In a class last week we were discussing the paths many of us have taken. And the truth of the statement that struggle and change are critical parts of growth.
One of the group members reminded us that if we disrupt the natural struggle the butterfly goes through when working its way out of its cocoon we actually harm it rather than helping it. If the pupa doesn’t have to work to get out of the cocoon, the butterfly’s wings won’t be strong enough for it to fly.
If unable to fly, the butterfly would not have the same beauty that we so admire.
There are even more changes that take place as we grow into the entrepreneurs we seek to be. It has been said that starting a business of your own is one of the quickest ways to experience self-awareness and self-development.
And along the way you will stretch and grow and discover you have the strength to do things you never believed possible before starting this journey.
One major difference between being an entrepreneur and a butterfly is that we don’t have to go through all of these changes on our own. While there is a lot of both internal and external growth and change, it is both appropriate and necessary to get help along the way.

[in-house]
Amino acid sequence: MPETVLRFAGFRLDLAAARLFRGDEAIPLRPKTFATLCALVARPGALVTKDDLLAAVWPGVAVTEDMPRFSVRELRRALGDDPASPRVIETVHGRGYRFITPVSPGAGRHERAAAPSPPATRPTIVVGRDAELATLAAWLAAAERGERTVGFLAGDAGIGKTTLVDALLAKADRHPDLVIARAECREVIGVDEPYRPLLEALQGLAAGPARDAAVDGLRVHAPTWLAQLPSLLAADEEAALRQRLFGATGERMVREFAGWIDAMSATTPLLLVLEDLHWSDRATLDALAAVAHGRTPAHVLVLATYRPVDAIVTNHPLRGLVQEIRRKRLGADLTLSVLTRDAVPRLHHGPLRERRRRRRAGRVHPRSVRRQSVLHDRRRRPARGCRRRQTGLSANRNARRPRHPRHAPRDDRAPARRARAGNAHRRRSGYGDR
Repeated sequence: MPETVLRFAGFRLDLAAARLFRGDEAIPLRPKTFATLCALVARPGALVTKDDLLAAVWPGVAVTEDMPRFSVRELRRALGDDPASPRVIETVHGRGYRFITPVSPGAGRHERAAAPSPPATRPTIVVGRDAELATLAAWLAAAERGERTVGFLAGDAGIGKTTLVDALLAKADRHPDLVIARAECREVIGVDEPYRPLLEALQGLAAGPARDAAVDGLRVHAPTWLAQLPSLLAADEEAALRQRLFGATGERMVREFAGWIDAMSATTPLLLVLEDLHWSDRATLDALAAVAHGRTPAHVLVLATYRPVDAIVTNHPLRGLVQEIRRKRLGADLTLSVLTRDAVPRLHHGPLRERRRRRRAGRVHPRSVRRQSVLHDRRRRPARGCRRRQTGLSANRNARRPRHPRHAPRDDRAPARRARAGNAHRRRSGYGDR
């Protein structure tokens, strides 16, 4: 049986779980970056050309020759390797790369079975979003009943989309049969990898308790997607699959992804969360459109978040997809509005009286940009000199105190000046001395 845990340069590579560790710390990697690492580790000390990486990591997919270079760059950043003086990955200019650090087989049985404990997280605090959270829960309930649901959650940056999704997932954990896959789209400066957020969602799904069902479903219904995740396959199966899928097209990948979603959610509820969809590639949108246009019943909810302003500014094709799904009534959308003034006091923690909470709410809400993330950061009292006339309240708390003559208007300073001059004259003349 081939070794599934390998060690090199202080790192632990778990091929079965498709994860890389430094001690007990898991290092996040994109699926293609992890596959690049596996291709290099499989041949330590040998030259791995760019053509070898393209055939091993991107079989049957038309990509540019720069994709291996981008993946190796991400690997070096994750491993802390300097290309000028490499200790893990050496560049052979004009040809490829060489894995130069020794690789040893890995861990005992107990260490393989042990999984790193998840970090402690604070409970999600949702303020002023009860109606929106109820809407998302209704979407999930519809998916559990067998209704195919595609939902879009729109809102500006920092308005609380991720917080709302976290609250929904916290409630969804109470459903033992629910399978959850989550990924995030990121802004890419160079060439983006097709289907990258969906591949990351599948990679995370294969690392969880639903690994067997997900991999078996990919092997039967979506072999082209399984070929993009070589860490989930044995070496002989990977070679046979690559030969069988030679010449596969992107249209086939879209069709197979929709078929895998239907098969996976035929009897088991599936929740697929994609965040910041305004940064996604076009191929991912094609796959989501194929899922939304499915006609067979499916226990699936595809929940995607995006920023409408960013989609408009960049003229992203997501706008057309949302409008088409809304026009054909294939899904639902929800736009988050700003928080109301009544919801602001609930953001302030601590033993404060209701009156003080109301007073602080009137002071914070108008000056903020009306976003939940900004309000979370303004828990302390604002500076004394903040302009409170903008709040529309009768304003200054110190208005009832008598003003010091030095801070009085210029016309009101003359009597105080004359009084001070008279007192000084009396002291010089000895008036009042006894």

When starting out most of us have the beginnings of an idea of what we do well. We have a fairly good idea of who we work with best. We have little or no idea of how to turn this into a business.
Over the past few years a phrase I have heard more times than I wanted to is that there is a difference between working in your business and working on your business.
Working in your business is doing all those fun things you enjoy doing with and for your clients, whether it be coaching or writing or designing.
Working on your business is doing all those things that help you generate money when you do those things you love to do – networking, marketing, sales calls, recording keeping, bookkeeping, and on and on.
Working in your business will lead you to mentors and training related to the core of your business.
Working on your business will lead you to mentors and coaches to teach you the basic skills needed. You will probably hire staff to do those parts of the job you least enjoy so you can spend your time generating new clients and additional income. Frequently you will start by becoming a client of people who have built businesses of their own doing the things you don’t like doing. When your business is large enough you will move out of your home or one room office and hire full time staff.
Large business or small, you will continue to want and need the support of others.
As Maya Angelou has written: “We delight in the beauty of the butterfly, but rarely admit the changes it has gone through to achieve that beauty.”
What changes have you experienced in your life and your business over the past year? Are you ready to share them with others in ways that will increase your credibility and authority as an expert in your field? Contact me and let’s talk.